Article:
Family and peer social support as specific correlates of adolescent depressive symptoms

Manuel Barrera, Carolynne Garrison-Jones

Research output: Contribution to journalArticlepeer-review

153 Scopus citations


Depression models that emphasize the social environment have not been tested with adolescents and their specificity to depressive symptoms has not been demonstrated In a study of 94 adolescent inpatients, distinctions were drawn between family and peer support to determine if these sources of support were differentially related to depression symptoms. Step-down multivariate multipleregression analyses showed that depression symptoms were uniquely predicted by social relationship variables after accounting for the effects of anxiety and conduct disorder symptoms. Depression was negatively related to family and paternal support, but it was positively related to peer support. Furthermore, family and paternal support interacted with peer support in the prediction of depression. The results are consistent with the assertion that disturbances in important supportive attachments have special significance for the experience of depressive symptoms by adolescents.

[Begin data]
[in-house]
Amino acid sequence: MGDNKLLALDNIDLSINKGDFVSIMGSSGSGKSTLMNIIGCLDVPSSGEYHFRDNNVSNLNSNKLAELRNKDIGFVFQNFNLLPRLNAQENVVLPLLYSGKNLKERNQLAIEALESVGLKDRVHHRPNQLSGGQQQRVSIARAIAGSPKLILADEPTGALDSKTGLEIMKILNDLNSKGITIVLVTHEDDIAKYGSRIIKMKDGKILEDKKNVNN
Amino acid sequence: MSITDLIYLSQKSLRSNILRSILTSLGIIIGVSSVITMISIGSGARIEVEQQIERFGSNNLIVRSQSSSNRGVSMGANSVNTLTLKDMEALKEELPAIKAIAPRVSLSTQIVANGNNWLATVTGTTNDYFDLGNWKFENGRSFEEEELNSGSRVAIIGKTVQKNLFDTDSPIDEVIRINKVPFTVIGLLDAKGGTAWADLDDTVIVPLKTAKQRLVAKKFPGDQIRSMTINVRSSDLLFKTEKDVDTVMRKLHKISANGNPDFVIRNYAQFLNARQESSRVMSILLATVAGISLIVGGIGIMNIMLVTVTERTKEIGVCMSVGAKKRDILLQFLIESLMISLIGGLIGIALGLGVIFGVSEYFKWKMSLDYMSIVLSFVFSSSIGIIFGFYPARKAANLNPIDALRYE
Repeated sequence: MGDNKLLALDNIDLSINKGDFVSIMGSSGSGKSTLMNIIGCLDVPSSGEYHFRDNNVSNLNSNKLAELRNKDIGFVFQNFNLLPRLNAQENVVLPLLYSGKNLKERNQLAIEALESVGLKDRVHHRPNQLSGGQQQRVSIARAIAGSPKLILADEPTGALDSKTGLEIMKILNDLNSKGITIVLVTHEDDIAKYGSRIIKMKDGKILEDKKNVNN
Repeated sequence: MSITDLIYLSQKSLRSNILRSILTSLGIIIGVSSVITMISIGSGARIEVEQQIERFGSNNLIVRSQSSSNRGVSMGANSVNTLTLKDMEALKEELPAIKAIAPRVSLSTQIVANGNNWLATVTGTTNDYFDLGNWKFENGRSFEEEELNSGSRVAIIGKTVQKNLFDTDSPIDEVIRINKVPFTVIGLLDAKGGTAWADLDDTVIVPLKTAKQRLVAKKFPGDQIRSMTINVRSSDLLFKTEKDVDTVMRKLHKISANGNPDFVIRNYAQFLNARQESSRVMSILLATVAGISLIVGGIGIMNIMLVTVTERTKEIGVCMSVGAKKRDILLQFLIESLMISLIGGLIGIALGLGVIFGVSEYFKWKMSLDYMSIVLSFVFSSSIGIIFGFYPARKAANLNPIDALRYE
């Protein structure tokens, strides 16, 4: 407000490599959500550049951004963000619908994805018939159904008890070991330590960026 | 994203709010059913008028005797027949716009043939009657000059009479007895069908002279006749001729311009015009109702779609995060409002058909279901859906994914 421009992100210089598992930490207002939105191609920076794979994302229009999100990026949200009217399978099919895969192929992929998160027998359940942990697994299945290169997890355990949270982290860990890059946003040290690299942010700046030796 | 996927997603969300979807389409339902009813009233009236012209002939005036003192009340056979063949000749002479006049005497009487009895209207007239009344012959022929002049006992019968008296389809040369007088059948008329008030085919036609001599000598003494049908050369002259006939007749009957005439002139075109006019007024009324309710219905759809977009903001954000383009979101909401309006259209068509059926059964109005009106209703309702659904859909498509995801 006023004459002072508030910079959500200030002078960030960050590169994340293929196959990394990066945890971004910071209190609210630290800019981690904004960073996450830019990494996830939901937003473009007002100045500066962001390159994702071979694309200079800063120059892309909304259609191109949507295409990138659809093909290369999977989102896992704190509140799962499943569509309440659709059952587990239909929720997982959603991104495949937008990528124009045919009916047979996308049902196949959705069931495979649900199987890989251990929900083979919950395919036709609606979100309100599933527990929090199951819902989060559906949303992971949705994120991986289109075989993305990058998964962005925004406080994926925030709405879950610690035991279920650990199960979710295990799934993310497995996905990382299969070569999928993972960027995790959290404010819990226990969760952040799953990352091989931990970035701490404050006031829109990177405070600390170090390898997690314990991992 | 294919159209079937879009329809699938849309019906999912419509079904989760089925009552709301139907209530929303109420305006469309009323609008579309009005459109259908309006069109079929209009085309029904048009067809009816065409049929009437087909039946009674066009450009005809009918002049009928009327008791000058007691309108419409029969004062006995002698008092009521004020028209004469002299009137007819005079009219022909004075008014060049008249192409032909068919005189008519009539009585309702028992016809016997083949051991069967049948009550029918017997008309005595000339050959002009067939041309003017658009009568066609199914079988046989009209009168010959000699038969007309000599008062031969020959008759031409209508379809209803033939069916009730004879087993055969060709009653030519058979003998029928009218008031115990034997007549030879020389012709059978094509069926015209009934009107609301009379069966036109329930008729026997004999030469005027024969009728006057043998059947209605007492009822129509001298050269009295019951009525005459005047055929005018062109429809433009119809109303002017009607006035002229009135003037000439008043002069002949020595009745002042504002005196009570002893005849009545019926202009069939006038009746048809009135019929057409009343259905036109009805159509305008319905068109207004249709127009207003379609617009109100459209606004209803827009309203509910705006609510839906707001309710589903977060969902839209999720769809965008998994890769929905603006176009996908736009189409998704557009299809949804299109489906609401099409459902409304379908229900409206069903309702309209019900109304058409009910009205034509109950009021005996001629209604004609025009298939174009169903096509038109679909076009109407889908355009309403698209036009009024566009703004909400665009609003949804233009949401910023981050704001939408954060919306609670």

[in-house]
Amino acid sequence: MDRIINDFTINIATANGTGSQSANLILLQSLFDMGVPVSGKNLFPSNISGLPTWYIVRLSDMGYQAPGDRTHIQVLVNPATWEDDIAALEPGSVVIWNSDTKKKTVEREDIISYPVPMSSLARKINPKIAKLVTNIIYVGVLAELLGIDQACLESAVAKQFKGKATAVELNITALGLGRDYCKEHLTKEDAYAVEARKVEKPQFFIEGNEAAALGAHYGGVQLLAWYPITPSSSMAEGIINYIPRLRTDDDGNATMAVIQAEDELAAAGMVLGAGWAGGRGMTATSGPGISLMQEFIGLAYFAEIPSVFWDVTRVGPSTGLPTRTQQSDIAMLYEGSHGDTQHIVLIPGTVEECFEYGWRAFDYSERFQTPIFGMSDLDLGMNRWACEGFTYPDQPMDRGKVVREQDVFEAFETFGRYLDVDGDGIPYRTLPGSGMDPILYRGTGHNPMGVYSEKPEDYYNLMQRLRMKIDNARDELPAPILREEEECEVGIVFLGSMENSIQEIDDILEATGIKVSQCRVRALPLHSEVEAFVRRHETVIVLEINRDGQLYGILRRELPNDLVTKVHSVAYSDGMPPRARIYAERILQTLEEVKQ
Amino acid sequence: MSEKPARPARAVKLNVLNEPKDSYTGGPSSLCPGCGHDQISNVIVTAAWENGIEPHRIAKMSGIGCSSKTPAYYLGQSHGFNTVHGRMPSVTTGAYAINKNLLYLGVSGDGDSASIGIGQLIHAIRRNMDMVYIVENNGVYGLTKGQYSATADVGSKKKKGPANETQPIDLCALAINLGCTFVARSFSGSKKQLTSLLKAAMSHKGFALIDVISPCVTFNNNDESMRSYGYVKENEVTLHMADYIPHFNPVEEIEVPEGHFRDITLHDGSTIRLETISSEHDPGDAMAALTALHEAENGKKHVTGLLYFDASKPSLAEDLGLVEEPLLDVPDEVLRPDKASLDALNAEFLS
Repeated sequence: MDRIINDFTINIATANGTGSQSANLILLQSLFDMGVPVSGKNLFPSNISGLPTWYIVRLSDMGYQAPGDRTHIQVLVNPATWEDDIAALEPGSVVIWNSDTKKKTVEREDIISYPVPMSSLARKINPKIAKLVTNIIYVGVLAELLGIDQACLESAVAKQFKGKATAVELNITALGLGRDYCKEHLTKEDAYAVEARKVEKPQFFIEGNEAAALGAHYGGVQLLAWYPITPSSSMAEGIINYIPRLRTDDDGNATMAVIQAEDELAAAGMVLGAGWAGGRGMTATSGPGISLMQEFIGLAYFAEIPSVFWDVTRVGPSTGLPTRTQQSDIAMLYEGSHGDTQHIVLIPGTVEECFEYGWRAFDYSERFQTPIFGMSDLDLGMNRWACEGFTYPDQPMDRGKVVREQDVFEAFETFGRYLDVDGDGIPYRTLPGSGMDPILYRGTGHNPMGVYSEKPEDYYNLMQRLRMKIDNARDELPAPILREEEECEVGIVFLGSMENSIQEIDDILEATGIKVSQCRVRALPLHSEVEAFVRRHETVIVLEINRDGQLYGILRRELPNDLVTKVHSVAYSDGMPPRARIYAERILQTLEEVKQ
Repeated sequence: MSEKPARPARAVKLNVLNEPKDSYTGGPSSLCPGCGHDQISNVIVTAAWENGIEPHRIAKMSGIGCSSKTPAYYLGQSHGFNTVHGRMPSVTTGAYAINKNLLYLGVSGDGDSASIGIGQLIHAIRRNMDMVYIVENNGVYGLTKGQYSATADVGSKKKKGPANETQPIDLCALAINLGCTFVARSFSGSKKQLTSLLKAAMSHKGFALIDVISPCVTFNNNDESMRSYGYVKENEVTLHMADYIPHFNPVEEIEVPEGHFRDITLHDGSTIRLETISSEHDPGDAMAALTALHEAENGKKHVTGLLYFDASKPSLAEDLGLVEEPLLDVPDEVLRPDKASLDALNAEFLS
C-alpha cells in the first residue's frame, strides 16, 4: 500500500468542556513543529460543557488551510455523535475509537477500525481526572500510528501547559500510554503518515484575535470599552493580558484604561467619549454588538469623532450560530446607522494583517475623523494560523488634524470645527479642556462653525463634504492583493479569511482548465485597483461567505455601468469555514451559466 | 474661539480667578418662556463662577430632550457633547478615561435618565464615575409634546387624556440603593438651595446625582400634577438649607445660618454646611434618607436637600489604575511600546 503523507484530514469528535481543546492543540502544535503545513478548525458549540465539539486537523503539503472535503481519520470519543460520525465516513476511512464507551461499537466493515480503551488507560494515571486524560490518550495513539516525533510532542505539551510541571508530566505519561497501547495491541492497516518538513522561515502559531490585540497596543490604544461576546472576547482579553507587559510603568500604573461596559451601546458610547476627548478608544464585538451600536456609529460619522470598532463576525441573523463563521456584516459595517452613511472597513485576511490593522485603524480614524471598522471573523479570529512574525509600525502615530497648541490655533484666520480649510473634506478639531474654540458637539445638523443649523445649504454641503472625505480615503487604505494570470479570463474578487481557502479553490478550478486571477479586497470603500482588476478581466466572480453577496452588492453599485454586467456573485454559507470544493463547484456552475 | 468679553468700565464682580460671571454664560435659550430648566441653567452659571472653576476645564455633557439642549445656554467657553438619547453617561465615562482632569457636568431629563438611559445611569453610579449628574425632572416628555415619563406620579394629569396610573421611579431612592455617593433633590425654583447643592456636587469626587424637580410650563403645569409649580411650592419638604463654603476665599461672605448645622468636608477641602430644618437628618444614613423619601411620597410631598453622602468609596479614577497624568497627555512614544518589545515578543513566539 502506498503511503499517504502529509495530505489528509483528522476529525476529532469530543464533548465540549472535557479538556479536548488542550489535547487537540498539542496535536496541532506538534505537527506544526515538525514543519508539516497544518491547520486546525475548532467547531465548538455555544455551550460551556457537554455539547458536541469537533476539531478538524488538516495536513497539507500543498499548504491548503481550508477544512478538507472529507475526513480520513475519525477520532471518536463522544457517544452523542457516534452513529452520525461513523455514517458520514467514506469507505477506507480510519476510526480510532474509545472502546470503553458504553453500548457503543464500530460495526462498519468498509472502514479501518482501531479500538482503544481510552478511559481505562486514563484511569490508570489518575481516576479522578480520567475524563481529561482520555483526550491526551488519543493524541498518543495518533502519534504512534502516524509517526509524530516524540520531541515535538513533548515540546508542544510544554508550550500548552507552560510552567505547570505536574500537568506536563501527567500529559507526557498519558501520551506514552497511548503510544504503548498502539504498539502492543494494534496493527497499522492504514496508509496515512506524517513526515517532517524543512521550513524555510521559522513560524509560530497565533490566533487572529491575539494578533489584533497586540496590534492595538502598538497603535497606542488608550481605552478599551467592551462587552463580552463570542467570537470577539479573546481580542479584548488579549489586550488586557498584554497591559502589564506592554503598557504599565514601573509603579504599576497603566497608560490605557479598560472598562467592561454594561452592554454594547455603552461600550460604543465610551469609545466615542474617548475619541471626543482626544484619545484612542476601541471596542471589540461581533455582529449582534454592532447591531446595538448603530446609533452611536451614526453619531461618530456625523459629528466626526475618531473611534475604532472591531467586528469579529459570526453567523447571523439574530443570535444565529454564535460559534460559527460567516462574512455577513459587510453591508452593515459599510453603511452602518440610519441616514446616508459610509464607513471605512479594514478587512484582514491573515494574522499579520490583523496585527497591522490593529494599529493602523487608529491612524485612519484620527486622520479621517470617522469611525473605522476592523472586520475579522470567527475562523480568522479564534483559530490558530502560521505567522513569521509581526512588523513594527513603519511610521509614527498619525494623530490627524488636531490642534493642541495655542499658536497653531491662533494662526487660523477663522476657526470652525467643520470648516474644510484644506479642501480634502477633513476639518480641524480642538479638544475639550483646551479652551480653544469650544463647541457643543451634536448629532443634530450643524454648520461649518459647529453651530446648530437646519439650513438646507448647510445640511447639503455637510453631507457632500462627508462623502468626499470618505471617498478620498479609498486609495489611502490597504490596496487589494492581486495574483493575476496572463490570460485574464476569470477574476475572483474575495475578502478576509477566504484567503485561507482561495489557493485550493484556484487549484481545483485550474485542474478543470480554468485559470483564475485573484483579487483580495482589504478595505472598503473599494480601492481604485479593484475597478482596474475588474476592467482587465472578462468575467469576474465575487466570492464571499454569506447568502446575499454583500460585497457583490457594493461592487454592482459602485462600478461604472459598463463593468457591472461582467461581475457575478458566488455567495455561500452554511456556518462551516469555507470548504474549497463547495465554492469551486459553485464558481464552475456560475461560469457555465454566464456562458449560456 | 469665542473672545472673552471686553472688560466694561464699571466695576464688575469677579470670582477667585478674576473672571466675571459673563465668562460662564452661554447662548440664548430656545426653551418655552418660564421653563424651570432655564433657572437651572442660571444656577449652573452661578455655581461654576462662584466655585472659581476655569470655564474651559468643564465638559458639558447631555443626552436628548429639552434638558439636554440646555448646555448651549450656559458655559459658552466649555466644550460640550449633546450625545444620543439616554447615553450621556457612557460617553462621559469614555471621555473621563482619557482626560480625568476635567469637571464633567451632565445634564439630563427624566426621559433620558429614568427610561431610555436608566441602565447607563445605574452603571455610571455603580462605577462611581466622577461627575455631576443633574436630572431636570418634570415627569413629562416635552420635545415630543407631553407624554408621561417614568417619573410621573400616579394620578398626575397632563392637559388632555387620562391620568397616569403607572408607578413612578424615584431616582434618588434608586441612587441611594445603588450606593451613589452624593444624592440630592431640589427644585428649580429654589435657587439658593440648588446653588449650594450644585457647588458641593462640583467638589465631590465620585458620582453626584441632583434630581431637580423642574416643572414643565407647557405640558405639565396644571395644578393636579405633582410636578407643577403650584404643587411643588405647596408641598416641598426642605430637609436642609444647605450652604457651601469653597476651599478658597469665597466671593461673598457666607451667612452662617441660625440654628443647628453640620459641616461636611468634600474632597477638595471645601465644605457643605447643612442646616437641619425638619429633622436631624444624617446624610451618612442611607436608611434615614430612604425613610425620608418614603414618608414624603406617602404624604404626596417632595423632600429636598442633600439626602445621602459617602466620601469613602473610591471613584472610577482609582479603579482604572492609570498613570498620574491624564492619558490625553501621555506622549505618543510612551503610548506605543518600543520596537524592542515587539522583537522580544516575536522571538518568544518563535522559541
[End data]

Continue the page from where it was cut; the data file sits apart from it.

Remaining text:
Original languageEnglish (US)
Pages (from-to)1-16
Number of pages16
JournalJournal of Abnormal Child Psychology
Issue number1
StatePublished - Feb 1 1992

ASJC Scopus subject areas

  • Developmental and Educational Psychology
  • Psychiatry and Mental health


Dive into the research topics of 'Family and peer social support as specific correlates of adolescent depressive symptoms'. Together they form a unique fingerprint.

Cite this